Advanced to Third Reading, cal 405

This legislation would amend the timeframe an individual has to initiate a medical malpractice action by changing the law from a “statute of limitations” to a “date of discovery” rule. This bill will dramatically increase the cost of physician insurance during a time when the financial burden of medical liability coverage has already reached crisis proportions. Instead of penalizing physicians, the State should work towards comprehensive liability reform that would protect patients and their healthcare providers. As such, the American Congress of Obstetricians and Gynecologists (ACOG), District II opposes this legislation.

“Statute of limitations” refers to the legally imposed limit on the amount of time an individual has to initiate a lawsuit. Current New York statute for medical, dental, or pediatric malpractice is two years and six months from the date of the alleged negligent act. This legislation amends Section 214-a of the Civil Practice Law and Rules to create a “date of discovery” rule, meaning the statute of limitations would now begin from the date an injured patient discovers, or should have discovered, that the alleged malpractice occurred. The individual would be allowed to file a lawsuit up to ten years after the date of the alleged malpractice.

As the membership organization representing over 4,000 ob-gyns in the state, ACOG is strongly opposed to this legislation, as it would increase lawsuits and insurance premium costs for physicians, and does nothing to address the liability crisis the state is currently facing. The cost of medical liability premiums for the 2016-2017 year for an ob-gyn in Bronx and Richmond counties is $186,630. According to a Milliman actuarial study, this legislation would increase premiums by 15.6% due to increased uncertainty about exposure to liability claims.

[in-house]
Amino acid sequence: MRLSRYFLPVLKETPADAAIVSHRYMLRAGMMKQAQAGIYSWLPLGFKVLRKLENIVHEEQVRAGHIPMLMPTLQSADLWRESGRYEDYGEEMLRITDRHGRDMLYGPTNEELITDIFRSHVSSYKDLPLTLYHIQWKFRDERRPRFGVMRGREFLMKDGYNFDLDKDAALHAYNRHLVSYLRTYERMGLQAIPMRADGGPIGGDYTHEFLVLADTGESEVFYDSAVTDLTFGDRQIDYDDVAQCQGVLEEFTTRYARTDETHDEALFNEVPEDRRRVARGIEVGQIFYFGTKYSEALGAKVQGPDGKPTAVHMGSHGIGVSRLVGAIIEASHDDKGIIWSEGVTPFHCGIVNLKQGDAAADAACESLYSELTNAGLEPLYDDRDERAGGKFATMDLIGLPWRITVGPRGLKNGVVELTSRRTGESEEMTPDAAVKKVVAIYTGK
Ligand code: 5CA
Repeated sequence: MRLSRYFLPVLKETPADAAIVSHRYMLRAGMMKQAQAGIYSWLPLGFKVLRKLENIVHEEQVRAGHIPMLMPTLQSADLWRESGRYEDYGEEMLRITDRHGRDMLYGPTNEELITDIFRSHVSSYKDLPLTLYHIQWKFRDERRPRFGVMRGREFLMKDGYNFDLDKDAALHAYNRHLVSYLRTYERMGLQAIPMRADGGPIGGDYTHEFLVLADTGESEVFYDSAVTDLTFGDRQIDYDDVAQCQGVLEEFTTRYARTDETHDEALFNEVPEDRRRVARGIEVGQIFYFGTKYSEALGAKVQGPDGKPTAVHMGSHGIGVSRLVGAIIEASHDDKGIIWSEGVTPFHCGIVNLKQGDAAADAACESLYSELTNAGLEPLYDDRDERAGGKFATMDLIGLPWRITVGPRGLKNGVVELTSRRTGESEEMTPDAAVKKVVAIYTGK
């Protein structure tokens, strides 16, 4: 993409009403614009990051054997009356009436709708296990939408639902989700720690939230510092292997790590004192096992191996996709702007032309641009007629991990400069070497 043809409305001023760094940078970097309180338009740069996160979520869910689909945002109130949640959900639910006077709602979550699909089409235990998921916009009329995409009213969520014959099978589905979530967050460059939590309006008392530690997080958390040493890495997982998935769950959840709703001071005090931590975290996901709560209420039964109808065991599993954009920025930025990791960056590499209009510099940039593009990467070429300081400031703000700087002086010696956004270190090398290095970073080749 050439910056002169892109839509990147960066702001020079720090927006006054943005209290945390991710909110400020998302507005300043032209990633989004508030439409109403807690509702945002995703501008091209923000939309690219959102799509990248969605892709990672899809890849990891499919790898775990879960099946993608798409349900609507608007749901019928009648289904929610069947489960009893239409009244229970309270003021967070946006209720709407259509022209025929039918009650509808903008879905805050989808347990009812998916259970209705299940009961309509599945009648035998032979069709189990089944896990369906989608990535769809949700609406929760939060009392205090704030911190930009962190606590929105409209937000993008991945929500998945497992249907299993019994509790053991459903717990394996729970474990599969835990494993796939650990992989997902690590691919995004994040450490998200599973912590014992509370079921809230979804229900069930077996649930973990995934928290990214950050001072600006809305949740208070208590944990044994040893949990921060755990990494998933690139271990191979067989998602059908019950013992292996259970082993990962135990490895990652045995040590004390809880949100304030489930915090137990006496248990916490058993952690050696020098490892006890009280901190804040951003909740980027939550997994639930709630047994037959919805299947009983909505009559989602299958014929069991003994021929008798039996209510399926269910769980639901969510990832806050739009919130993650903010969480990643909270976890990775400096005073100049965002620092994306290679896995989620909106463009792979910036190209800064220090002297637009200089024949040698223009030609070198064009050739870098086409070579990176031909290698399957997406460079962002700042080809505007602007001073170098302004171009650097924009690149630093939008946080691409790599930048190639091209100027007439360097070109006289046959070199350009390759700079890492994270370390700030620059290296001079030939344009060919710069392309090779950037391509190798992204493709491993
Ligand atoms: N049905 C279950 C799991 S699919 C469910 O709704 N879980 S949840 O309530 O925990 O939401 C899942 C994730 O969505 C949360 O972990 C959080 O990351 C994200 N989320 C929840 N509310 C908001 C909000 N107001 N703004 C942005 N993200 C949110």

Obstetrics and gynecology is considered a high-risk specialty and is severely affected by rising insurance premiums.i New York ob-gyns already face among the highest malpractice premium rates across the country.ii The fear of lawsuits is a very real concern for ob-gyns practicing in New York State. 83.9% of New York
respondents to ACOG’s National survey on professional liability indicated that they had a least one claim filed against them during their careers.iii Of these, 54.9% had four or more claims filed against them.iv

Combined with the already unsustainable medical liability environment in New York, this bill could potentially drive ob-gyns out of the state due to increasing costs of liability premiums. In fact, from 2009-2012, 66% of New York state ob-gyns made changes to their practice as a result of the affordability and/or availability of professional liability insurance.v 27.4% decreased their number of high-risk patients, and 10.2% stopped practicing obstetrics altogether. vi This is an unfortunate reality, especially in areas where access to obstetric services is already limited.

ACOG urges the Legislature to reject this bill and to instead consider legislation to address the broader liability concerns at play in the state. 

i Mello M, Studdert D, DesRoches C. Peugh J, Zapert K, Brennan T and Sage W (2005). “Effects of a malpractice crisis on specialist supply and patient access to care,” Annals of Surgery 242(5).

ii Excellus Blue Cross Blue Shield. “New York state medical malpractice coverage premiums.” (Winter 2016).

iii 2012 ACOG Survey on Professional Liability – American College of Obstetricians and Gynecologists 

iv Ibid.

v 2012 ACOG WORKFORCE FACT SHEET: District II (New York) – American College of Obstetricians and Gynecologists.

vi Ibid.